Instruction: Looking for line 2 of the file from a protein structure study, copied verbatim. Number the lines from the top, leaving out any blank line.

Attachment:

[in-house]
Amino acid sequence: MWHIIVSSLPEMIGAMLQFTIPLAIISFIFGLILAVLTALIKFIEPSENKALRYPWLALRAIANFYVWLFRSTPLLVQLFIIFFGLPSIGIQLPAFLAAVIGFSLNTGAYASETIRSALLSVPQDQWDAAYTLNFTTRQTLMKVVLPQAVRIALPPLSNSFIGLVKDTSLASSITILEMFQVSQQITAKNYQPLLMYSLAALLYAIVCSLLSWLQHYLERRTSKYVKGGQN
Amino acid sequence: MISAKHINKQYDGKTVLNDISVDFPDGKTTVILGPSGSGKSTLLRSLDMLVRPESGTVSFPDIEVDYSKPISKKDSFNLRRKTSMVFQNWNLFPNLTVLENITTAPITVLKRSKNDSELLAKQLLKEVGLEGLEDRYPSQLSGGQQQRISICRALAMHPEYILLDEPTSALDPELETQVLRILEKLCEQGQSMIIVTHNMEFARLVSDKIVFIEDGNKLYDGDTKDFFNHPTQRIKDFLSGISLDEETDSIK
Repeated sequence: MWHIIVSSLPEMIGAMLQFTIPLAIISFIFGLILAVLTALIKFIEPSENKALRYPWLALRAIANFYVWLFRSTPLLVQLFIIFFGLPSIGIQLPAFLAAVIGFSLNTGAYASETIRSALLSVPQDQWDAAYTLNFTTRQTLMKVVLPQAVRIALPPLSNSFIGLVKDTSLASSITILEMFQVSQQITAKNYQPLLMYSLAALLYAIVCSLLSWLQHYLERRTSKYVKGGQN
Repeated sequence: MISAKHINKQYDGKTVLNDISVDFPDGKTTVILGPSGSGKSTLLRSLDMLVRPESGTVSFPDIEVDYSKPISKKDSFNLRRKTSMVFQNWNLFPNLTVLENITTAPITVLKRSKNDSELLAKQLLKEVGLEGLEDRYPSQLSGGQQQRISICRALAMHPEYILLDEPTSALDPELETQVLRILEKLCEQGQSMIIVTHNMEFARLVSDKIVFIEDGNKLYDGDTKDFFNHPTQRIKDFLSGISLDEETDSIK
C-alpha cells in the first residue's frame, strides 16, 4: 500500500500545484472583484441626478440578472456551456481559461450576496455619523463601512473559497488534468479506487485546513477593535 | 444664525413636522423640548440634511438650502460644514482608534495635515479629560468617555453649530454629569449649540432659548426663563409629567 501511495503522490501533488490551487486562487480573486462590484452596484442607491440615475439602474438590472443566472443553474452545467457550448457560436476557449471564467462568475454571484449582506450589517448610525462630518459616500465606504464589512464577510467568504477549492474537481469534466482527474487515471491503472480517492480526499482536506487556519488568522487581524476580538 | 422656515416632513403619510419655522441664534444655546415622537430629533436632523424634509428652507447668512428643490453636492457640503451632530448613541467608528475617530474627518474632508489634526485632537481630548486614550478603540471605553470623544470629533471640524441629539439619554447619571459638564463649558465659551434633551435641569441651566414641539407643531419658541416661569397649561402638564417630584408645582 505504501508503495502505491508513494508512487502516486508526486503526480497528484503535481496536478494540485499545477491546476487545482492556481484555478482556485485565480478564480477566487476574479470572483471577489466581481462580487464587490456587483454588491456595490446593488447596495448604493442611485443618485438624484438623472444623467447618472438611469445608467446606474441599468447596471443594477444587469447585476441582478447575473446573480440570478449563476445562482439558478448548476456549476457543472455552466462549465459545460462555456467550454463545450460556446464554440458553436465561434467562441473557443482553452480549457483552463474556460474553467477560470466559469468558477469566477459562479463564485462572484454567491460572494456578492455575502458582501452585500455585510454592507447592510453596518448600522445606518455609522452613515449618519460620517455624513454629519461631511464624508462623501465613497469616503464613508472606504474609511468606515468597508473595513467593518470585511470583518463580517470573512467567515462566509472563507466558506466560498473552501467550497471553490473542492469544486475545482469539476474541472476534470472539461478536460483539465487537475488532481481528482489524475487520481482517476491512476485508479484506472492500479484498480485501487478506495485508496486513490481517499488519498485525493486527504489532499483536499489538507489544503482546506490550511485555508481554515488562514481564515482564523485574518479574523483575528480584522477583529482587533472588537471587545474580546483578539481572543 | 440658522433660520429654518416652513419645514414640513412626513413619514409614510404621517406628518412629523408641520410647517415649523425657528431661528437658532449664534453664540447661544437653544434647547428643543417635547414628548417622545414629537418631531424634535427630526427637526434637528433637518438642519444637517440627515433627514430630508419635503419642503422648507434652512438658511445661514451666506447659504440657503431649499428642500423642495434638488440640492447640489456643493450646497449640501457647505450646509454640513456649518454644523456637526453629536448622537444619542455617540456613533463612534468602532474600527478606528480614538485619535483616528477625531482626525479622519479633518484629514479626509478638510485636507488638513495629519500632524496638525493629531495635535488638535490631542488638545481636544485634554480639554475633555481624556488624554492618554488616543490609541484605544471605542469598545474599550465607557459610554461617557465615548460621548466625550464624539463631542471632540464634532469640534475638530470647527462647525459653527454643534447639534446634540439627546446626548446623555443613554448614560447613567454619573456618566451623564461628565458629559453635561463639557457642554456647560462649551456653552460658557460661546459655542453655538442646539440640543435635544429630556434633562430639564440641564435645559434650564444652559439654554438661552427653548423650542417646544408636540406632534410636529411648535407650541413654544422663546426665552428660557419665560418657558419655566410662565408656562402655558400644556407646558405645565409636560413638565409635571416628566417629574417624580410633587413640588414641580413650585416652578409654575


Amino acid sequence: MWHIIVSSLPEMIGAMLQFTIPLAIISFIFGLILAVLTALIKFIEPSENKALRYPWLALRAIANFYVWLFRSTPLLVQLFIIFFGLPSIGIQLPAFLAAVIGFSLNTGAYASETIRSALLSVPQDQWDAAYTLNFTTRQTLMKVVLPQAVRIALPPLSNSFIGLVKDTSLASSITILEMFQVSQQITAKNYQPLLMYSLAALLYAIVCSLLSWLQHYLERRTSKYVKGGQN